Hollywood Movies Shot in Thailand

From Meryl Streep and Robert De Niro to Robin Williams and Ryan Gosling, a plethora of acting heavyweights have graced Thailand during the shooting of their films. Here are some of the famous and not-so-famous Hollywood movies shot in Thailand.


Potentially the best Hollywood comedy film ever shot in Thailand, Good Morning Vietnam stars Robin Williams as a rebellious dj (disk-jockey) doing a radio show for American servicemen in Vietnam. His madcap antics and un-dying love of rock ‘n’ roll, like overdubbing a speech by Richard Nixon with his voice, soon set him on a head-on collision course with the annoyed authorities.

For Good Morning Vietnam, Bangkok once again doubles as Saigon, with the Thai actress Jintara Sukapat playing the role of Vinh, Robin William’s main squeeze. Robin Williams’ character – ‘Adrian Cronauer’, in a famous line directed to Vinh in the movie says, “You know, you’re very beautiful. You’re also very quiet. And I’m not used to girls being that quiet unless they’re medicated. Normally I go out with girls who talk so much you could hook them up to a wind turbine and they could power a small New Hampshire town.”

Willam’s character Adrian Cronauer is also the real name of the disc jockey who wrote the original story this movie is based on. The movie depicts the real Adrian Cronauer’s real experiences whilst doing radio shows in Vietnam after having served as a United States Air Force Sergeant.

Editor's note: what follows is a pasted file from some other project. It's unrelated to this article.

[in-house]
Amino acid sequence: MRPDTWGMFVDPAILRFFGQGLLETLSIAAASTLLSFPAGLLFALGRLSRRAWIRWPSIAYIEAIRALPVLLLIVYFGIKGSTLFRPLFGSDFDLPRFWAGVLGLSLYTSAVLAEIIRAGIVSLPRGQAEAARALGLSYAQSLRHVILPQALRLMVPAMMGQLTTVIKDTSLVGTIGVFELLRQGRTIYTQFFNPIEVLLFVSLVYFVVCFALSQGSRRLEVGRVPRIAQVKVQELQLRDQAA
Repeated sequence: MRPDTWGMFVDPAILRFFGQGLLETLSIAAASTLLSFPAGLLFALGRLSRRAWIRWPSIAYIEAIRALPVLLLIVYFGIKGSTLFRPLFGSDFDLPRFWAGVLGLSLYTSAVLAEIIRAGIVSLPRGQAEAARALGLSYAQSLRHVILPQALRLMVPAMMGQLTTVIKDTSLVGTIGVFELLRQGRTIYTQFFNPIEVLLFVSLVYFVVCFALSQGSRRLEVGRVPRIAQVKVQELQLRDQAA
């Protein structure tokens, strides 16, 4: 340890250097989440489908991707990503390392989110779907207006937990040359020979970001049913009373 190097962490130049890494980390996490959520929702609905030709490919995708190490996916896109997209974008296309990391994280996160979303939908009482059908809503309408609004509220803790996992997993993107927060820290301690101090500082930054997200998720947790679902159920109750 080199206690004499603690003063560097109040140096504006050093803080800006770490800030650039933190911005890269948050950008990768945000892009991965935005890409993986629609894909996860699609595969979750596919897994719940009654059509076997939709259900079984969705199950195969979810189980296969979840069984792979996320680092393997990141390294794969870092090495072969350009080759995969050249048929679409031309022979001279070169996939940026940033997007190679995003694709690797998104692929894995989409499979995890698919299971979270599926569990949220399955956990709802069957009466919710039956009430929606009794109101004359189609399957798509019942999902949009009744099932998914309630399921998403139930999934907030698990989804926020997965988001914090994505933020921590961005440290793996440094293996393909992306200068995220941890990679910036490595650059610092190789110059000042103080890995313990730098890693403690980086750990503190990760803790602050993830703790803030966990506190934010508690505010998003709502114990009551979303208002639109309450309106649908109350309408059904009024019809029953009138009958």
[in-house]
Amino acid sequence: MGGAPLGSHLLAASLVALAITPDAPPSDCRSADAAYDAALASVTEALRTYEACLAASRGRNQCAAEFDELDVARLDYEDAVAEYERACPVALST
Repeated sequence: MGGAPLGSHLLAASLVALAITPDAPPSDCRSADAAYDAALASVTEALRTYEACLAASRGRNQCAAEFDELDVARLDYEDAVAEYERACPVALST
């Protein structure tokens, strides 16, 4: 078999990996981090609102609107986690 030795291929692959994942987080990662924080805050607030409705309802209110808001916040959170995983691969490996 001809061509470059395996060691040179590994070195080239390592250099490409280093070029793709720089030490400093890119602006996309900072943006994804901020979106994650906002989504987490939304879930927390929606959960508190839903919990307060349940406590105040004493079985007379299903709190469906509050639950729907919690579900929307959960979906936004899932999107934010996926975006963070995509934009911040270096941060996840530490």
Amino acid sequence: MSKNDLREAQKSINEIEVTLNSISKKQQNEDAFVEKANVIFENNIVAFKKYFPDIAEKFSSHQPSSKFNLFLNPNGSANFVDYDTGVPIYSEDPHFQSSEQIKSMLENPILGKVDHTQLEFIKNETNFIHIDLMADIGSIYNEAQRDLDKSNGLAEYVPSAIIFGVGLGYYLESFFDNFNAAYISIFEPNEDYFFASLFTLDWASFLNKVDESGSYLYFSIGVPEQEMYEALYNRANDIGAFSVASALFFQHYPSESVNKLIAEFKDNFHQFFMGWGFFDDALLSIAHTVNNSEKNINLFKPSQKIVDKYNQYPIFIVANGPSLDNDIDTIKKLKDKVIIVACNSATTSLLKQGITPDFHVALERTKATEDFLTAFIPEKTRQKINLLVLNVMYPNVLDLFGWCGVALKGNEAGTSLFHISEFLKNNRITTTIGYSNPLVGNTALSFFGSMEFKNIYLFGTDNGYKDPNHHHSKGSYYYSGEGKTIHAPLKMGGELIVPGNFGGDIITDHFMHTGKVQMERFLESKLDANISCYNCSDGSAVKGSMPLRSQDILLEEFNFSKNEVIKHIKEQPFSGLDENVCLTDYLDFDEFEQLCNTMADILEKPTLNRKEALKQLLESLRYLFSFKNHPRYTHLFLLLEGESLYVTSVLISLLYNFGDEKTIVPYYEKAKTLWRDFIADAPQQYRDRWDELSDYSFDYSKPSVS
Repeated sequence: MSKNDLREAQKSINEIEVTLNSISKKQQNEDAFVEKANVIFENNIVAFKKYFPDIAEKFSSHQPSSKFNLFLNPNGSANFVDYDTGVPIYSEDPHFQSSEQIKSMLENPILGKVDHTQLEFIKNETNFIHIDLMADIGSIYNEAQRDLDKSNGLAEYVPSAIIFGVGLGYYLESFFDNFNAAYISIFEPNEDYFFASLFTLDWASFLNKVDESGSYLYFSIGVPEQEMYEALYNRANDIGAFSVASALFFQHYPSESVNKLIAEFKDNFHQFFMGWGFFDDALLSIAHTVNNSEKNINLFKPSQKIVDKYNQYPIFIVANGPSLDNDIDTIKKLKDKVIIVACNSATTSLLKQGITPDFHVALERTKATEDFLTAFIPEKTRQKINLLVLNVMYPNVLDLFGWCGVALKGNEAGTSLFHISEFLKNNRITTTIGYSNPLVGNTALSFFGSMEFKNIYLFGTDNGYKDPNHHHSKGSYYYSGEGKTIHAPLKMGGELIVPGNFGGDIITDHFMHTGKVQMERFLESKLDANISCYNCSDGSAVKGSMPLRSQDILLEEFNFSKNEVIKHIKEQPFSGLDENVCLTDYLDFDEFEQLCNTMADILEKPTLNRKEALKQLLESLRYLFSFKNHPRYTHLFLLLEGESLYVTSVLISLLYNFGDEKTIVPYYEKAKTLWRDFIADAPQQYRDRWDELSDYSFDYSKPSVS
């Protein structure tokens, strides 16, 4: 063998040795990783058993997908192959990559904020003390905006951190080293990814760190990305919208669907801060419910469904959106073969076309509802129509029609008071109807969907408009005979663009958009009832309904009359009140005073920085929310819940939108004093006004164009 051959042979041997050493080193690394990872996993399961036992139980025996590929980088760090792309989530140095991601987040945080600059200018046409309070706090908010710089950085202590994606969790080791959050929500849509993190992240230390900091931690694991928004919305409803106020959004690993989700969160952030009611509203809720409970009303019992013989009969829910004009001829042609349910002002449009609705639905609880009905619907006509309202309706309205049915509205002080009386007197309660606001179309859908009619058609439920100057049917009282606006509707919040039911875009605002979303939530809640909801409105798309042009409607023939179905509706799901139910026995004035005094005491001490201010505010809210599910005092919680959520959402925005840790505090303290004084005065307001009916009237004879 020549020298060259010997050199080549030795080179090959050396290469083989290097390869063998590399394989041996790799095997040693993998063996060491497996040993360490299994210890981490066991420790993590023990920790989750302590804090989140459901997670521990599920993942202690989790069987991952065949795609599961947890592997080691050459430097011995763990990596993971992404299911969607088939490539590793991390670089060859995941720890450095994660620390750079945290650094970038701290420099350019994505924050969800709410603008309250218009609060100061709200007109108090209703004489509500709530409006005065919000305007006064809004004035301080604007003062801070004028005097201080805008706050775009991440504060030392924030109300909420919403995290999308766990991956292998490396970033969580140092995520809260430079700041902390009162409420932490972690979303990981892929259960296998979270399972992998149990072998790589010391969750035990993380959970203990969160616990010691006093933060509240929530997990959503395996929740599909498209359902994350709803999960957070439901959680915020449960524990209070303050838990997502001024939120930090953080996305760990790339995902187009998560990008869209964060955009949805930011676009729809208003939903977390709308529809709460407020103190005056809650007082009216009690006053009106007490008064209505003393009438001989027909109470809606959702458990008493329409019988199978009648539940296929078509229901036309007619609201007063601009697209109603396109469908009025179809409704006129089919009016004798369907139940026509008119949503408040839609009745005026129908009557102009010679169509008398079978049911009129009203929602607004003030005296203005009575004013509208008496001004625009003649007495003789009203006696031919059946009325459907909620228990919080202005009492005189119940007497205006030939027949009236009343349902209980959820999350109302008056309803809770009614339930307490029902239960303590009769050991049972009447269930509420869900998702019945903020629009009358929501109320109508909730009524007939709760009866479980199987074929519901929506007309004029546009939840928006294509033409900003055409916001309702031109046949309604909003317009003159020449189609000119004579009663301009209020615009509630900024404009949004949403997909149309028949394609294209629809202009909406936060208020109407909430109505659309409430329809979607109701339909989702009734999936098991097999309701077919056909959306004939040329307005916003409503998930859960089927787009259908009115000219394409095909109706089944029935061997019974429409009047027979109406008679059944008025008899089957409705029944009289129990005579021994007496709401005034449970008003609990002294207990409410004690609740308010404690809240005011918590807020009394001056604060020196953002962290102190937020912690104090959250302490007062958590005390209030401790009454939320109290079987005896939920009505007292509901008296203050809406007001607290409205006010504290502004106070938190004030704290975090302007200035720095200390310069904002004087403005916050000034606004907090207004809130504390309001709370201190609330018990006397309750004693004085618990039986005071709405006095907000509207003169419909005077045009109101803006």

This film is about the after-shocks and side-effects of the Vietnam War on 3 friends from America’s steel mill town of Pennsylvania, played by international acting heavyweights in their acting prime – Meryl Streep, Robert De Niro and Christopher Walken.

The Deer Hunter raked in 5 Academy Awards including Best Director for Michael Cimino, Best Supporting Actor for Christopher Walken and Best Picture.

The Deer Hunter is famously remembered for the spine-chilling scene that depicts Vietcong soldiers forcing their American GI hostages to try their hand at Russian roulette. This scene was filmed by a waterfall in the Sai Yok National Park located in the Kanchanaburi province.

Another serious scene was shot at a school in the city of Bangkok that was a stand-in for the US Embassy in Saigon, where Americans were seen conceding defeat and retreating, thereby successfully showcasing the director’s sense of realism.

The filming of the movie sounds almost as dramatic as the movie, doesn’t it?


Anticipation was at an all-time high after ‘Drive’, a collaboration between director Nicolas Winding Refn and actor Ryan Gosling, that their new movie ‘Only God Forgives’ filmed in Bangkok was set to hit the ground running.

Unfortunately, this clunker of a movie rarely made it out of neutral, with the exception of a few gory action sequences with Vithaya Pansringarm, the Thai cop, who exacts his revenge with a deadly weapon resembling a samurai sword. He also fights with Ryan Gosling, who plays the role of taciturn Julian, in a unnecessarily drawn out Muay Thai fight sequence that reportedly took nearly 3 days to shoot.